The Shut Up and Shoot Documentary Guide

August 31, 2009 by Samantha Halfon · 4 Comments
Filed under: Filming 


Desiring to move up from short videos to the documentary format we have been searching for a book that would layout the basics of documentary making. We found the Shut up and Shoot Documentary Guide on Amazon. It turned out to be the very book we were looking for. We both read it, from cover to cover and feel a lot more knowledgeable already. Our next steps will be to shop for a few more tools (basically we’re still out of a light kit) and practice setting up in the most usual situations (day light, interior light, low light, etc) while we work on getting one of our documentaries ideas going.

The author, Anthony Artis, has 15 years of experience in video making. He knows what he is talking about. But what makes the book stand out is his obvious love for teaching and passing on knowledge. He obviously enjoys sharing what he so hardly learnt himself, often by trial and error. By doing so, he spares the rest of us a lot of failures and wasted time. The book is also as exhaustive as can be covering all the steps from the pre production to the promotion and distrubition. If you feel these pages will not be of interest to you, we found out that there were as important and as rich in information as the ones about more technical phases of the project. The post-production is the only area the book doesn’t cover in such details. It is assumed that the documentary maker will either already be a competent editor himself or hire someoen to handle the technical aspect of it.

I must also add that the book is well presented and enjoyable to read. The illustrations are well picked and very explantaory. A lot of effort was also put into the preparation of sum up pages, almost cheat sheets, ready to turn into a quick reference book when in a tight spot. A double page for example details all the steps in getting your sound mixer up and running or the do’s and don’t's in low light situation. I’m currently working on an electronic document gathering some of these quick tips and cheat sheets for us to carry around at all times as well as a clear and explanatory shopping list since we try to pick up the geatest tools when the need arises. Our latest acquisition was a shotgun mic that I think we picked well. We will soon be looking for a light kit.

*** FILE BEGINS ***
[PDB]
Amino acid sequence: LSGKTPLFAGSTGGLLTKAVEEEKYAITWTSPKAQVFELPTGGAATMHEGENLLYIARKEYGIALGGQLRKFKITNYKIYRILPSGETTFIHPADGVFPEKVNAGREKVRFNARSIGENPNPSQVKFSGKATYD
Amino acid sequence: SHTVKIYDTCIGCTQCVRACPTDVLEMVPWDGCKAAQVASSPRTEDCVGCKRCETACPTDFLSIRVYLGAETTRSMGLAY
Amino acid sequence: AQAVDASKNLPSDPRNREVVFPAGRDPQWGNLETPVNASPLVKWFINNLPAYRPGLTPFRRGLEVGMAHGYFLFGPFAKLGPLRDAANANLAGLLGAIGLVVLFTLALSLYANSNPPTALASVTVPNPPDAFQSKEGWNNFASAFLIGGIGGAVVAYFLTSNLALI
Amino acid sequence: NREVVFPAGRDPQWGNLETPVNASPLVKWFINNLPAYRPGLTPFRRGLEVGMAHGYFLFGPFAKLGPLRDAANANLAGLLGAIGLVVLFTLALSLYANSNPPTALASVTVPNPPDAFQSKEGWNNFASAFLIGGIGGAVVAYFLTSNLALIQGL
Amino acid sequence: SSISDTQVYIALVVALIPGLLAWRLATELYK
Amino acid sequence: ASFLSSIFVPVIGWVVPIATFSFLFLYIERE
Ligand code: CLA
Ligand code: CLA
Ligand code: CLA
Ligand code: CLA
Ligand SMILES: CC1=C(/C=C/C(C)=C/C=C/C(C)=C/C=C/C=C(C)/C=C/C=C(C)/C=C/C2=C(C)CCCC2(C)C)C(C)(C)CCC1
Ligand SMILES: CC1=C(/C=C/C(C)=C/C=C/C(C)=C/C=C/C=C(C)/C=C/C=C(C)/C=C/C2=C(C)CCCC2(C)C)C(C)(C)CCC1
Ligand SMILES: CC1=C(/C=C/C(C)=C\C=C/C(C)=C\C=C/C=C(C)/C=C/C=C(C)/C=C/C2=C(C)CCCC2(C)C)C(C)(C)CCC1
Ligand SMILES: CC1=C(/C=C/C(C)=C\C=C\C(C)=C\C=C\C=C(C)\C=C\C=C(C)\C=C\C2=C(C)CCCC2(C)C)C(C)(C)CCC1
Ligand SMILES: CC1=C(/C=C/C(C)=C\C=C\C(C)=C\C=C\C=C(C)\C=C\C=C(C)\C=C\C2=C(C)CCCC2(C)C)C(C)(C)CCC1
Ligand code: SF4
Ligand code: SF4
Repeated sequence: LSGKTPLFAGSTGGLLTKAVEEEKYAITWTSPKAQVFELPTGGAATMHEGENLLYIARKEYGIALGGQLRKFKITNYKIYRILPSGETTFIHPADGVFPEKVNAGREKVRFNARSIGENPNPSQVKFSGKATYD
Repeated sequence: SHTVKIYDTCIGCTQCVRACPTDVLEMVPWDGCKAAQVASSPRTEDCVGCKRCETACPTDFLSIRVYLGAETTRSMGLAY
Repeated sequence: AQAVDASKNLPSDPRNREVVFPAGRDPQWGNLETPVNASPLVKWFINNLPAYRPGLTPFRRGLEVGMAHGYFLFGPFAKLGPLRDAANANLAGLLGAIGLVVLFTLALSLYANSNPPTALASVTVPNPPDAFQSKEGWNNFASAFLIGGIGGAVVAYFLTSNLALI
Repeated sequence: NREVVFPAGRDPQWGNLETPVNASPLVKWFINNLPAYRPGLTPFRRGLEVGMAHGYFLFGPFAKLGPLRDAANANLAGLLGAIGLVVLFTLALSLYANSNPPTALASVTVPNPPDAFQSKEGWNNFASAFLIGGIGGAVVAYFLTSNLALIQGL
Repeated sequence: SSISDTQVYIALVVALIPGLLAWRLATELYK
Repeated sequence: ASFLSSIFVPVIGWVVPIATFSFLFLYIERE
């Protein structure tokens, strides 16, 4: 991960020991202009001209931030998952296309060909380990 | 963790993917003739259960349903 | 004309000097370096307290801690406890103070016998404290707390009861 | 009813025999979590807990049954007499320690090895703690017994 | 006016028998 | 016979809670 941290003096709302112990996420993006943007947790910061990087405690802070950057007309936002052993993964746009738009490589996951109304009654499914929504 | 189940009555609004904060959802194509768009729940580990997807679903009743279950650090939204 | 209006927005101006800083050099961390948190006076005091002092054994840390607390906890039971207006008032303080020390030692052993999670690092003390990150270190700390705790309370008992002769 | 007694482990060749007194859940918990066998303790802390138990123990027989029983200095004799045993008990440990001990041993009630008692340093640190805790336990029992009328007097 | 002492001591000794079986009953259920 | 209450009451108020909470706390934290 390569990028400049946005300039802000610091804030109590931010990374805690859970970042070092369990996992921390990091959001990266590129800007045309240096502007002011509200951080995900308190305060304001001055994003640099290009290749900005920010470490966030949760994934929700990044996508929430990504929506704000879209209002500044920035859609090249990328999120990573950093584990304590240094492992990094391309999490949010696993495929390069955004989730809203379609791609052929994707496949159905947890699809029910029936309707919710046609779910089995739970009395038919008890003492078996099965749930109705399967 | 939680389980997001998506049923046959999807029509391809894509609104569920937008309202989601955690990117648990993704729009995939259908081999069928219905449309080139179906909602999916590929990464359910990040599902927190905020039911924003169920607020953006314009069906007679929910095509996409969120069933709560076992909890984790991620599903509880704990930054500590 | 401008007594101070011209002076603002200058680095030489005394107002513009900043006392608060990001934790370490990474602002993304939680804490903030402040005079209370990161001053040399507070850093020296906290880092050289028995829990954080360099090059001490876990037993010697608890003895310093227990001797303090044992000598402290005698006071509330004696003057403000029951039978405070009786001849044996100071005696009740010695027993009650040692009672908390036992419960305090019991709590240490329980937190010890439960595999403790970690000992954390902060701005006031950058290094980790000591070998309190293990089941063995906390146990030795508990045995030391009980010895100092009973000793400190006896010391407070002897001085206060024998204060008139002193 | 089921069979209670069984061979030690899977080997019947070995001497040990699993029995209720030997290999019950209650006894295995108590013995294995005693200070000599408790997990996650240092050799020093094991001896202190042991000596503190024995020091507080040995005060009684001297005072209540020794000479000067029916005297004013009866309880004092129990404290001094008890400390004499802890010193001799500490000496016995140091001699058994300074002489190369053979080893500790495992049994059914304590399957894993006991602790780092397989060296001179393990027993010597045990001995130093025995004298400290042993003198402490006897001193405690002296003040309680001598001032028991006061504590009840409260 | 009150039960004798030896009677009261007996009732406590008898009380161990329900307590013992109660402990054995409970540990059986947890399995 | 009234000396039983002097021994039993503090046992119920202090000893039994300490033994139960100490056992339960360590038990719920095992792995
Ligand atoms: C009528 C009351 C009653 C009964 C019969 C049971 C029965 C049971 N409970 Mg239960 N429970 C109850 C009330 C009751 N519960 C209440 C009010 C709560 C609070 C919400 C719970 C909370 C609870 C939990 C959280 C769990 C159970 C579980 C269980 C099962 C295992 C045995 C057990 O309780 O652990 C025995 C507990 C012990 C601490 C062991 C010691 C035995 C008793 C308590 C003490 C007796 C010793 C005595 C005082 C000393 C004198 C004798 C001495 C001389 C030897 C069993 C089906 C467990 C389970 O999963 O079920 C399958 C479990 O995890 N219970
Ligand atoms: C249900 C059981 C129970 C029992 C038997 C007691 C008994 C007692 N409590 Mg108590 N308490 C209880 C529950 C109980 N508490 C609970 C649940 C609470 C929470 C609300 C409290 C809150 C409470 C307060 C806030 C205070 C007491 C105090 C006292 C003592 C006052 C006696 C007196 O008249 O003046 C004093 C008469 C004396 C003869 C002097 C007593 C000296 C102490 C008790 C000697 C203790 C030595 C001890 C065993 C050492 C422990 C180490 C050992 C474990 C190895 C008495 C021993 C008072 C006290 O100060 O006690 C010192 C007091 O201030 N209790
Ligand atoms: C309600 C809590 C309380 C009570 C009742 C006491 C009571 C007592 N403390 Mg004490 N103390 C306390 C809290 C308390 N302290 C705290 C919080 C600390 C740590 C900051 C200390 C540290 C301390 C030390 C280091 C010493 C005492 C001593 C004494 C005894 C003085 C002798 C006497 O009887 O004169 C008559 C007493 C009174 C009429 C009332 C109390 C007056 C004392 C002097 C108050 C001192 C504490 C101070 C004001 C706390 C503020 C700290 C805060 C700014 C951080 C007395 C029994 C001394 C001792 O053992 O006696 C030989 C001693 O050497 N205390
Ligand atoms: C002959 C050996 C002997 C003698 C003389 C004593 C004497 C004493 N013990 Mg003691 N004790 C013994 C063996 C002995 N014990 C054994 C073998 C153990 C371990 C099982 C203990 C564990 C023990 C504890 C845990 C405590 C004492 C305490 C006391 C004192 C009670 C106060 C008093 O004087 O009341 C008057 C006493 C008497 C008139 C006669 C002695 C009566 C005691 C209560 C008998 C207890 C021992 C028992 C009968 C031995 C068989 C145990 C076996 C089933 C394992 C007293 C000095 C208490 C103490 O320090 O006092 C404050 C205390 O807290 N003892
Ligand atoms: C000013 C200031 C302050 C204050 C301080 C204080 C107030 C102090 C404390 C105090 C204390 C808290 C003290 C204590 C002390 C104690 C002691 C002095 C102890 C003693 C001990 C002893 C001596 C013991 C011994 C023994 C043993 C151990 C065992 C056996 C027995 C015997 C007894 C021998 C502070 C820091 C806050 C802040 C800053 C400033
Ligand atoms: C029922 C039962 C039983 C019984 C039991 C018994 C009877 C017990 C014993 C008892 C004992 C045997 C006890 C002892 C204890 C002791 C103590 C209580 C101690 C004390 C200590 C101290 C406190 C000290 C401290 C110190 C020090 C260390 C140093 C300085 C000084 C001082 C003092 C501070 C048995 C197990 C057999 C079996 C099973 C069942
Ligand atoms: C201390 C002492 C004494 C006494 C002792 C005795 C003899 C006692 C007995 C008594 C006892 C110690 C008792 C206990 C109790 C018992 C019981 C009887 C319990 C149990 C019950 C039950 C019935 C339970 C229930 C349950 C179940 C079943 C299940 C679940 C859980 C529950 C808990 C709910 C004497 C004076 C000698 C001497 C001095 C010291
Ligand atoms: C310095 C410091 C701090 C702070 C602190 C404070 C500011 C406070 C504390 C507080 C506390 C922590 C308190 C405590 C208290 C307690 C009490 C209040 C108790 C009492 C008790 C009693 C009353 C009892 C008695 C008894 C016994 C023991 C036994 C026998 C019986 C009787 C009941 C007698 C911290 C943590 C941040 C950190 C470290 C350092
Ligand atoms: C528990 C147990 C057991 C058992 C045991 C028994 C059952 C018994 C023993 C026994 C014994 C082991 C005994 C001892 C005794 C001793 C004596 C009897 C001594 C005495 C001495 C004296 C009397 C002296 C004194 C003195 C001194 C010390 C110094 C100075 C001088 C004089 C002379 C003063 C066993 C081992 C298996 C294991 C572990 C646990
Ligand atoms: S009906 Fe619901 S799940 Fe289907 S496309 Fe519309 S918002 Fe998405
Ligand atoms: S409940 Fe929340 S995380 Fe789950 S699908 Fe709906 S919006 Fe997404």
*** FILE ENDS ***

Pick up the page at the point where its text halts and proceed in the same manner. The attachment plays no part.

What you will find in the book:

  • how to research your documentary subject
  • how to apply for funds either from private people or from orgaisations
  • where to look for a crew and how to pick it
  • select locations (private or public)
  • select an equipment package and draw up a budget
  • image control and camera work
  • video lighting
  • sound recording and mixing
  • how to conduct a crew on set
  • conduct an interview
  • prepare a subject (wardrobe/makeup)
  • finding the right combination for your post production
  • promoting the movie (both online and through festivals)

and a lot more valuable knowledge and tips like how to deal with archive footage centers, interviewee walking out on you, insuring a location for shooting, and so much more. Actually, Anthony himself sum up his book and his intentions on his website, see for yourself what this is all about.

Down and Dirty DV

Anthony Artis, the author, is also the webmaster  of, a website, blog and newsletter about guerilla filmmaking I recommend you to visit. The book comes with a DVD full of extra resources for the young filmmaker (release forms, budget templates, cheat sheets and other practical documents). The extra alone are invaluable to young filmmakers who have no idea where to start looking for information like “how to draw up a release form?”.

One last thing

The book is also very well written which makes the read even more enjoyable. The tone is straight forward, and makes you feel like Anthony is speaking directly to you, sharing his errors and the solutions he found to them. And to add even more fun to it, the man also has a good sense of humor. The way he explains not to use dryer sheets as diffusion, from obvious first hand experience, ensures none of his readers will reproduce that mistake. Though i guess that’s the basic of guerilla filmmaking, try to make do with what’s at hand.

If you have a documentary project in mind, you won’t regret reading that book. Good luck to you.

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